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Hum Brain Mapp. 2014 Dec;35(12):5877-87. doi: 10.1002/hbm.22591. Epub 2014 Jul 21.

Combining diffusion tensor imaging and magnetic resonance spectroscopy to study reduced frontal white matter integrity in youths with family histories of substance use disorders.

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  • 1Department of Psychiatry, University of Texas Health Science Center at San Antonio, San Antonio, Texas; Research Imaging Institute, University of Texas Health Science Center at San Antonio, San Antonio, Texas.

Abstract

Individuals with a family history of substance use disorder (FH+) show impaired frontal white matter as indicated by diffusion tensor imaging (DTI). This impairment may be due to impaired or delayed development of myelin in frontal regions, potentially contributing to this population's increased risk for developing substance use disorders. In this study, we examined high angular resolution DTI and proton magnetic resonance spectroscopy data from the anterior corona radiata were collected in 80 FH+ and 34 FH- youths (12.9 ± 1.0 years old). White matter integrity indices included fractional anisotropy (FA), N-acetylaspartate (NAA), and total choline (tCho). Lower FA suggests decreased myelination. Decreased NAA coupled with higher tCho suggests impaired build-up and maintenance of cerebral myelin and consequently greater breakdown of cellular membranes. We found FH+ youths had lower FA (P < 0.0001) and NAA (P = 0.017) and higher tCho (P = 0.04). FH density (number of parents and grandparents with substance use disorders) was negatively correlated with FA (P < 0.0001) and NAA (P = 0.011) and positively correlated with tCho (P = 0.001). FA was independently predicted by both FH density (P = 0.006) and NAA (P = 0.002), and NAA and tCho were both independent predictors of FH density (P < 0.001). Our finding of lower frontal FA in FH+ youths corresponding to lower NAA and increased tCho is consistent with delayed or impaired development of frontal white matter in FH+ youths. Longitudinal studies are needed to determine how these differences relate to substance use outcomes.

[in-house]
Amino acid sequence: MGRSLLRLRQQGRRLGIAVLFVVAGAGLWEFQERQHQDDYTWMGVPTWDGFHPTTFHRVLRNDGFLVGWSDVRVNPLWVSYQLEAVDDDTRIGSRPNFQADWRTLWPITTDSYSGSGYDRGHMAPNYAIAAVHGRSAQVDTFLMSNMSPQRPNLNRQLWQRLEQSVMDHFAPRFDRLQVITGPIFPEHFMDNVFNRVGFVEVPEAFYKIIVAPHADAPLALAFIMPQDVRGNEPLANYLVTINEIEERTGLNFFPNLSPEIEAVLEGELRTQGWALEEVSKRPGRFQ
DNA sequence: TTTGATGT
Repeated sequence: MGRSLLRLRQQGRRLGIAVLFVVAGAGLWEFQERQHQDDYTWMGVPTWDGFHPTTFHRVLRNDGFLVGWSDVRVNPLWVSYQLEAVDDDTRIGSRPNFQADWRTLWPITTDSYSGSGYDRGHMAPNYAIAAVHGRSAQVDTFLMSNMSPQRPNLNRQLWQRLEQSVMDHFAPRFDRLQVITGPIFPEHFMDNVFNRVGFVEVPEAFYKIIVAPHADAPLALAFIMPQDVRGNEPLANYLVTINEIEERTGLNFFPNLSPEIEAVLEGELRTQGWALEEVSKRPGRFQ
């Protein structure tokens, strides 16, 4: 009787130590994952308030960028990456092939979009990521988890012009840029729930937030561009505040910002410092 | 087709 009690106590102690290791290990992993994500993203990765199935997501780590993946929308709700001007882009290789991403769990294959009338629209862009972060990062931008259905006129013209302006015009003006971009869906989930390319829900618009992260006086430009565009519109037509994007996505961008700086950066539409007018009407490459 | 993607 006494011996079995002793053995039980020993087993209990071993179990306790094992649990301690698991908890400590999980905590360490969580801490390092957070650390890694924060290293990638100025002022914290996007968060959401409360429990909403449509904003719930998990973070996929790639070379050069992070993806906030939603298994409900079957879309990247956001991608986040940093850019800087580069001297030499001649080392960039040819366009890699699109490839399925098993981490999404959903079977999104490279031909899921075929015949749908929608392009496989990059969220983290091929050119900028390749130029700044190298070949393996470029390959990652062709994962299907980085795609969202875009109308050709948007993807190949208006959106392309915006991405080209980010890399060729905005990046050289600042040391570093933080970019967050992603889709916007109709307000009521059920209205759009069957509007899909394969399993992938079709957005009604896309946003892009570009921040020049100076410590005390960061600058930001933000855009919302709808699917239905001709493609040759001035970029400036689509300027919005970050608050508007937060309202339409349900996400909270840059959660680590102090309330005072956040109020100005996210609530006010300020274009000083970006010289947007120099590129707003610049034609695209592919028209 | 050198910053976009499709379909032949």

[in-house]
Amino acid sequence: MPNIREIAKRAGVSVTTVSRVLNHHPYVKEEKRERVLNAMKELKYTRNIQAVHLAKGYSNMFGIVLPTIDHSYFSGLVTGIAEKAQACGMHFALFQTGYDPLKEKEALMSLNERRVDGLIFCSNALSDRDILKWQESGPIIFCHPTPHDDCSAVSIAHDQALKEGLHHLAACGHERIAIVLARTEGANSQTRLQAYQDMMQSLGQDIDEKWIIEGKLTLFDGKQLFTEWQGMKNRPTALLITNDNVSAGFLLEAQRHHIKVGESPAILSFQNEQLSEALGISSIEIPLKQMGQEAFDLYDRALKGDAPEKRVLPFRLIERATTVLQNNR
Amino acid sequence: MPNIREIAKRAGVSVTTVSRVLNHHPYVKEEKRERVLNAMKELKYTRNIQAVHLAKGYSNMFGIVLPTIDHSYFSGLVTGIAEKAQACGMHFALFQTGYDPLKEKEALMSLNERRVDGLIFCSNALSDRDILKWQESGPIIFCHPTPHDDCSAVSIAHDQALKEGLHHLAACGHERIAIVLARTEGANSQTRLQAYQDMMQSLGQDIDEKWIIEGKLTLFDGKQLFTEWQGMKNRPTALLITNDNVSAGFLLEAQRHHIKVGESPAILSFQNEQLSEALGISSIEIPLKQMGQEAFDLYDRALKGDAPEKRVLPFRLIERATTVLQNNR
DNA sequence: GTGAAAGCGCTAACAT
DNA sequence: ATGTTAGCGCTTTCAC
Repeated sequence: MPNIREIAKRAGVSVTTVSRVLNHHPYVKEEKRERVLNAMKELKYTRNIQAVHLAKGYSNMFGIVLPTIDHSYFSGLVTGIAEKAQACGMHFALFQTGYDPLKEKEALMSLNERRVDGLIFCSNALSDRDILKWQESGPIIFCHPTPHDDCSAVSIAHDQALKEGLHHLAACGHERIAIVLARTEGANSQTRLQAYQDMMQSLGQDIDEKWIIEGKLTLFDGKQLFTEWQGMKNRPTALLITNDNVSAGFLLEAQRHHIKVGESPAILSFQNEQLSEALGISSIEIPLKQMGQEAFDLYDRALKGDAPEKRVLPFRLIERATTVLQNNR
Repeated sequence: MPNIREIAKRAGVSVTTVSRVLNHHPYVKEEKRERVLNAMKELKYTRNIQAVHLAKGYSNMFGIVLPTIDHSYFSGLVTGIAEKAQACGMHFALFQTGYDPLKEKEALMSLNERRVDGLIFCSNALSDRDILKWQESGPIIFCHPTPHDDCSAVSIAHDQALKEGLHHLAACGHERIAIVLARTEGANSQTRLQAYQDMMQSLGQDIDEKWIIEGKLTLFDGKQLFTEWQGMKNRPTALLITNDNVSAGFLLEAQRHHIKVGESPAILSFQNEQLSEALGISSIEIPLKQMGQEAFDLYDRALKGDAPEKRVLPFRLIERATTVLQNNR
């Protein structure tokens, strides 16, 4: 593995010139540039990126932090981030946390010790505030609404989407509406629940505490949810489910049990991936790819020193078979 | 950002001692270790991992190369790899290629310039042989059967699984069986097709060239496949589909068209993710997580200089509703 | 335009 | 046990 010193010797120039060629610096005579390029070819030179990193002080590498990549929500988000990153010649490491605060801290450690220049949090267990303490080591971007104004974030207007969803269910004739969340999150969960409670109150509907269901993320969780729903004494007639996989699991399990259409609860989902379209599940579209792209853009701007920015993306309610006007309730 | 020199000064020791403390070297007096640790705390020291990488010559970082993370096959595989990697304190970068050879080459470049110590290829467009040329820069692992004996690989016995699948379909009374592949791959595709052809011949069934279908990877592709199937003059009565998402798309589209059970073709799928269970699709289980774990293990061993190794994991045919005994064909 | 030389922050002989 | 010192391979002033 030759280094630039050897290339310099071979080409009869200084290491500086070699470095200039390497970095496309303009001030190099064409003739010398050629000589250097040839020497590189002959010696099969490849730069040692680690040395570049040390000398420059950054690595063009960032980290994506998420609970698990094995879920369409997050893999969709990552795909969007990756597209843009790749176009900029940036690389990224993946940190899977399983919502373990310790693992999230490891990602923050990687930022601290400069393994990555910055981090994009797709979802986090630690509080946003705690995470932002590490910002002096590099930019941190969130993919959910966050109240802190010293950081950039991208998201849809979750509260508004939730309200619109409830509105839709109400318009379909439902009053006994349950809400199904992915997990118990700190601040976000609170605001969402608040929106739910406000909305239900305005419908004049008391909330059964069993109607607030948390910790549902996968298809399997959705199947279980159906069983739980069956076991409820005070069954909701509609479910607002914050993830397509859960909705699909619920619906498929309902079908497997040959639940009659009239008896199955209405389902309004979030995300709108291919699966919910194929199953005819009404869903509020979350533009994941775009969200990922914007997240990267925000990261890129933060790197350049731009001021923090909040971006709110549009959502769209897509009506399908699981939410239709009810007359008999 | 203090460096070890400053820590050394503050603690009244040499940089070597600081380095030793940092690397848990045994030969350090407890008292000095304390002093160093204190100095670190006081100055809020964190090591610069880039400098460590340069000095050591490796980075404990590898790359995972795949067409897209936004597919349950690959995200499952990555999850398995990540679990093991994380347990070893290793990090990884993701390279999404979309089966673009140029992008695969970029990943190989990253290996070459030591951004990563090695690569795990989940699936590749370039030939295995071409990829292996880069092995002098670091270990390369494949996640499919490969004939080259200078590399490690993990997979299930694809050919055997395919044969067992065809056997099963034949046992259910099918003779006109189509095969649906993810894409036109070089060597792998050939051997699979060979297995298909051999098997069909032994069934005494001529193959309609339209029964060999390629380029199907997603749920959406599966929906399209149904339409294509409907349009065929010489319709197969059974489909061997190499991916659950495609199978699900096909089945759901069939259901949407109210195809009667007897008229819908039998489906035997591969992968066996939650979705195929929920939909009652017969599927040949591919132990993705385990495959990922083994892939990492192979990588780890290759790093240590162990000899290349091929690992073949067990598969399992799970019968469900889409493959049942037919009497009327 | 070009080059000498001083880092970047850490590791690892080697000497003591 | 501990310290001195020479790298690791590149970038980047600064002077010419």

KEYWORDS:

diffusion tensor imaging; family history; frontal white matter integrity; proton magnetic resonance spectroscopy; risk; substance use

PMID:
25044331
PMCID:
PMC4219410
DOI:
10.1002/hbm.22591
[PubMed - indexed for MEDLINE]
Free PMC Article
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